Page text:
I had read a wonderfully written article online by Emily Rapp and it made me anxious to pick up her memoir The Still Point of the Turning World. I also knew that it would be hard to read.

Rapp’s memoir details her experience when her son is diagnosed with Tay-Sachs disease, a very rare illness without a cure. It meant her son, Ronan, would probably not live to age 3.

This is obviously a heartbreaking memoir and it’s amazing how Rapp was able to find the strength to write it. Using her knowledge of religion (she has a Master’s in Divinity from Harvard), philosophy and her own personal past (one of her legs was amputated as a young girl), she weaves together her trials and tribulations in the wake of her son’s disease.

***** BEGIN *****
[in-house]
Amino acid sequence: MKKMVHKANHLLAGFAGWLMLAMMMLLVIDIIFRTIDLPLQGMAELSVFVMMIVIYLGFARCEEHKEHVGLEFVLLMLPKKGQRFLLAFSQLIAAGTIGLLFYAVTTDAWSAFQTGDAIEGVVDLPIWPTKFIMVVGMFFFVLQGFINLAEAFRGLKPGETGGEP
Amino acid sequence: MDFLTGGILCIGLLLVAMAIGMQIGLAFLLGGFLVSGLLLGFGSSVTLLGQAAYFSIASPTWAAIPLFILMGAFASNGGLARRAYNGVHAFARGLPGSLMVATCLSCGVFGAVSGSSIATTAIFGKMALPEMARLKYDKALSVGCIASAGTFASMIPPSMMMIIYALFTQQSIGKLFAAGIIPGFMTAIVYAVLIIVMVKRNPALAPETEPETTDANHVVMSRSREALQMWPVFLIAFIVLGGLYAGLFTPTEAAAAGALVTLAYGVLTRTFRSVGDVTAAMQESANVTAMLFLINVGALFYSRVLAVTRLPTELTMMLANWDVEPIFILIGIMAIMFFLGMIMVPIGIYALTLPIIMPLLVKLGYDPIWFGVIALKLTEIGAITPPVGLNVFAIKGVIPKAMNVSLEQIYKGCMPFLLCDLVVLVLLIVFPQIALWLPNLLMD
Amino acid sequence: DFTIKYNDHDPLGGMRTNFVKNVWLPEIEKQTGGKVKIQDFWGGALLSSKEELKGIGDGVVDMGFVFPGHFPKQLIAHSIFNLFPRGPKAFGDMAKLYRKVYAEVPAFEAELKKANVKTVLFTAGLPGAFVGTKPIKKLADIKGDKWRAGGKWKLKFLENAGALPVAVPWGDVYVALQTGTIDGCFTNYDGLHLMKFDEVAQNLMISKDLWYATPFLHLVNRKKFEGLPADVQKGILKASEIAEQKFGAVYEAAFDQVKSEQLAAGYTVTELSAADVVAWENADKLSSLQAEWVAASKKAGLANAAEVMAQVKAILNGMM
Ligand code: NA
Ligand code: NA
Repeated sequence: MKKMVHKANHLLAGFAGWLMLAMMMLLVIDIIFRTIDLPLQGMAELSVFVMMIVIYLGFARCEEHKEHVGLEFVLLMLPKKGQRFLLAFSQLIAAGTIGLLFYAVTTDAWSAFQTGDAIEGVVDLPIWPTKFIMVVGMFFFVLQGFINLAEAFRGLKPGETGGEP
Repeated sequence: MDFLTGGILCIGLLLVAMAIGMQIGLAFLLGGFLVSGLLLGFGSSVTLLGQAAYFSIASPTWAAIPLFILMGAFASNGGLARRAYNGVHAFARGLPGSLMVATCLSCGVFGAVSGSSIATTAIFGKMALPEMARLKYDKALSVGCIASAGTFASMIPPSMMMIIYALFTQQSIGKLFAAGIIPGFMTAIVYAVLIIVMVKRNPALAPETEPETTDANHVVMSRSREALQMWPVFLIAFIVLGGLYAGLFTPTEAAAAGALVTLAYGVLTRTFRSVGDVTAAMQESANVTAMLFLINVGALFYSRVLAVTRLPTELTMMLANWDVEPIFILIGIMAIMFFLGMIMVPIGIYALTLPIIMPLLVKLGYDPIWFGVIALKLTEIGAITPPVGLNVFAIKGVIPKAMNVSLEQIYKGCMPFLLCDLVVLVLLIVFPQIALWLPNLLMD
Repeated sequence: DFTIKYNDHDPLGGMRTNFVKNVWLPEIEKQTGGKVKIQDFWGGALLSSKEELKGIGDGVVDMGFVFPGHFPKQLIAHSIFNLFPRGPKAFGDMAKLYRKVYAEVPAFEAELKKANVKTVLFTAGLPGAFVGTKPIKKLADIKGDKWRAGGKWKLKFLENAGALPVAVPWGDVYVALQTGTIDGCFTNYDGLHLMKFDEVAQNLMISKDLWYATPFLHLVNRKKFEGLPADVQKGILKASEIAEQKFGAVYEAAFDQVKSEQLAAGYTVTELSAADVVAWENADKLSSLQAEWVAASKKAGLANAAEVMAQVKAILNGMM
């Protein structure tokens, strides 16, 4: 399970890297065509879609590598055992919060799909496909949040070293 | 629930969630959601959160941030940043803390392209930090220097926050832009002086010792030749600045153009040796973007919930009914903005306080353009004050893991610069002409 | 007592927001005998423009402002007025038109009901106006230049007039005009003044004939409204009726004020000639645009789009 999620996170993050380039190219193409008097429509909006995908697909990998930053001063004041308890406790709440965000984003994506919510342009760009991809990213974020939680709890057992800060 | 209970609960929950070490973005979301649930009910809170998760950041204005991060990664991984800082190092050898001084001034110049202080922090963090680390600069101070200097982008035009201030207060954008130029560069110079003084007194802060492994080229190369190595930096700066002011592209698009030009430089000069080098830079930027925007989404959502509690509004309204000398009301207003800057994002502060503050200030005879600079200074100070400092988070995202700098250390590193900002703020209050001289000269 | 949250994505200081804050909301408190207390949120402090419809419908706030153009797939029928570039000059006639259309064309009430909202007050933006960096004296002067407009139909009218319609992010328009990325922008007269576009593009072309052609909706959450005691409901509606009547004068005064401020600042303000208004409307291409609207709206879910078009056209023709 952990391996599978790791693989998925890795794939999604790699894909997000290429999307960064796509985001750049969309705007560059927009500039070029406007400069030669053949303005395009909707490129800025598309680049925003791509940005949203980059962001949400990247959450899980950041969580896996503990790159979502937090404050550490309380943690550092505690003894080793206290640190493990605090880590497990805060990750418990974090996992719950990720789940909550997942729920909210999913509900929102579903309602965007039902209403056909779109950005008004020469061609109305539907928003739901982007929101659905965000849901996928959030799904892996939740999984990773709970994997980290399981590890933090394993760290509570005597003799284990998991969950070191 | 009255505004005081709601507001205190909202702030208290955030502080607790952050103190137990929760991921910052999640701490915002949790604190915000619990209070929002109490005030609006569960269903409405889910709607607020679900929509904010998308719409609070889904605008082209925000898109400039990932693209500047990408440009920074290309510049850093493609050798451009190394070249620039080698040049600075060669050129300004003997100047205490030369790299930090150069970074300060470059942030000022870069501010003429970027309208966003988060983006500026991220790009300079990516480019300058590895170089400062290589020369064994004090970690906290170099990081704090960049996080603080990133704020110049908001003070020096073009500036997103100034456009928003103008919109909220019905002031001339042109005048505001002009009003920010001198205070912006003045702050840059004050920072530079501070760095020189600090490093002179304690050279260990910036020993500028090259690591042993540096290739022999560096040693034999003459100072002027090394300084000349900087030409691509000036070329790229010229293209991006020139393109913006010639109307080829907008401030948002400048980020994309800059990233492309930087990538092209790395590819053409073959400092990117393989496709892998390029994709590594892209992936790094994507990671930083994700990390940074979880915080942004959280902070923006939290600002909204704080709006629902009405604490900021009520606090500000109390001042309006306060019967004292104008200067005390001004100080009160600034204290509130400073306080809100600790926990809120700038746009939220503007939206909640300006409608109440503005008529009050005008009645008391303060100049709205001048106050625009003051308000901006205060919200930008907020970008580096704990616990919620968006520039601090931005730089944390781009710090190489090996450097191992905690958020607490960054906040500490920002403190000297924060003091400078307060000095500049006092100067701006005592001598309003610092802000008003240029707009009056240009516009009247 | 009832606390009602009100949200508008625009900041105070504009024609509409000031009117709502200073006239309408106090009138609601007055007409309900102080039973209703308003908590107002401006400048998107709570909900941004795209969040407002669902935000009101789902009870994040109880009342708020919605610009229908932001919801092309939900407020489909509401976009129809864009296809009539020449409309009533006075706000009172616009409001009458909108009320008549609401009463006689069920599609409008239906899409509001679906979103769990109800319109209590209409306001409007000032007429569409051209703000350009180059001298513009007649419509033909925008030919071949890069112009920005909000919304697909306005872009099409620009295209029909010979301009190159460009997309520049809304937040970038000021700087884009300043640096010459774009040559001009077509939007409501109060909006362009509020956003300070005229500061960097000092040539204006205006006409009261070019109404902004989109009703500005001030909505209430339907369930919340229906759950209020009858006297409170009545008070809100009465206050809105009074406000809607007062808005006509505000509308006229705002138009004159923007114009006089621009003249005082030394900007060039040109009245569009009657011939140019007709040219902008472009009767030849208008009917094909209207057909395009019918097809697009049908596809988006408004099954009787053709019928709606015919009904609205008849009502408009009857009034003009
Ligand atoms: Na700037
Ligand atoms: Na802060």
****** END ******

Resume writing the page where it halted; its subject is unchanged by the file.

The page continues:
The Still Point of the Turning World looks into how we understand the afterlife along with how we prepare for it. I enjoyed how Rapp explained writing as her outlet to handle the storm. She reflected on how she normally told students not to write about something that happened so soon, but in her situation, it was the writing that helped her forge through.